‘We shape our buildings, thereafter they shape us.”
Cedar House, affectionately known as The Offices, the headquarters for Shepherd Hill & Co that Grandpa restored with Peter Bond (architect) and worked in, and the venue for big family occasions and parties.
Not since has there been such a prominent building in my life with as much depth and beauty. This was a place that filled me up with energy, inspired respect and sent me on flights of imagination. This is what offices must inspire for the greatness of the people to shine; for their greatness to go in to the business.
Mum and dad had their wedding here. (Mum fell backwards in to the beautifully tiled 6ft fire place when she went to cut their wedding cake). And then lived here for 3 months before they bought their first home.
Mum once suggested I was conceived here, which Dad denied. He claims it was when they were living a few houses down the road at 20 Vine Lane, Grandma and Grandpa’s House. Mum now agrees but I like to think I would have chosen this place of beauty to begin. It doesn’t really matter because 20 Vine Lane was equally great.
Here are the big iron gates. The lawn that was so bouncy to run and cartwheel on apparently because it was an old cricket pitch. And the cedar tree which always lifted your face up to the sky in awe. The lawn led off to walled gardens with twisting vines, sundials and a pond. There was a fig tree, mulberry tree, cobnut tree, a garden rich with fruit to pick and eat when you needed a break from running around.
There is the Elizabethan well with black railings around it to stop you falling in. We used to throw stones down it to see if we could hear them drop in to water at the bottom. As I imagine walking in through the big front doors that you had to push really hard to open I can still smell the place. I’d walk in as though I owned it and run up the stairs to Grandpa’s office where the exposed floor boards creaked.
This is how you do an office. Look no computers back then. That huge telephone on the desk. His desk at work was always so tidy and in his study at home a complete mess. I used to spin that date marker above the radiator and change the date around.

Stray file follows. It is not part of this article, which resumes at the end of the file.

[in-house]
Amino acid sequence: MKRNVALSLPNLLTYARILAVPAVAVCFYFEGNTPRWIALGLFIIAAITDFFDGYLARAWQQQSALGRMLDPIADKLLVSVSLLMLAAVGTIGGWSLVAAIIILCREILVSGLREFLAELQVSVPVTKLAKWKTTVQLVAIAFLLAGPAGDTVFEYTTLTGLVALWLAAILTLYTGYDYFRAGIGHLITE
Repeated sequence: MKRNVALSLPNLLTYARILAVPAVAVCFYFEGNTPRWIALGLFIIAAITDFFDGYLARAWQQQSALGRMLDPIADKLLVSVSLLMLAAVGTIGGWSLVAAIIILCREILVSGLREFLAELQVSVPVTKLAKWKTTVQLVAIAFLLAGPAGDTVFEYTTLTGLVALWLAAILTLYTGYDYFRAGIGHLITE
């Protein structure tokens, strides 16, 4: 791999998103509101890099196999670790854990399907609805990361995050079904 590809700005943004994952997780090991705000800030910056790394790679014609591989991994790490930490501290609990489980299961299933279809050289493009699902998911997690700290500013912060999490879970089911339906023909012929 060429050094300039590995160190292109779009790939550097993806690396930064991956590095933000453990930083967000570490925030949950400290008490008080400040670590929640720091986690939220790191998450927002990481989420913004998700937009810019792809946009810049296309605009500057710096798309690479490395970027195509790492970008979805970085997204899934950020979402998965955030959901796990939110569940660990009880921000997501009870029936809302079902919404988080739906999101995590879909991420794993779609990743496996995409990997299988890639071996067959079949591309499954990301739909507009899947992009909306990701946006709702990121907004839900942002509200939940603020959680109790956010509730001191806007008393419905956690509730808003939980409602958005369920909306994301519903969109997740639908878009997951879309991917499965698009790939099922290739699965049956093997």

I loved the design of those office lights. The windows looked out over the lawn and cedar tree. I used to feel really important sitting in one of those big chairs. Probably because my feet didn’t touch the ground.
This was the technical drawing room in the roof rafters. It was twice the size shown here and it was great to touch the beams. The plug sockets in the floor had gold spring loaded covers that I’d love to flip open and watch spring back. I remember feeling respect for this place. That this was where the important work got done.
To the right you can see a little corridor leading to some stairs down to the ground floor. It was a fire exit. Grandpa told us it was a secret staircase. We believed him. You couldn’t see the door the other side because it was designed flush to the wall without a door handle. So sometimes we couldn’t find it, which felt like it had moved, or like it was hiding from view. This confirmed that yes it was indeed secret. Oh it’s not there today we would say. And run around the corridors again to see if it would appear the next go around.
That compulsory week of work experience you had to do at school when you’re about 16. I came and hung out here for the week. They had a telex and fax machine by then. And I delivered the post, made the tea and called Grandpa, Mr Dunster. Thank you Mr Dunster.
The black and white prints above are date stamped 3 August 1972. That is one month after I was born. I was privileged to enjoy the run around of this place until my late teens, early twenties. And my baseline office expectations were set.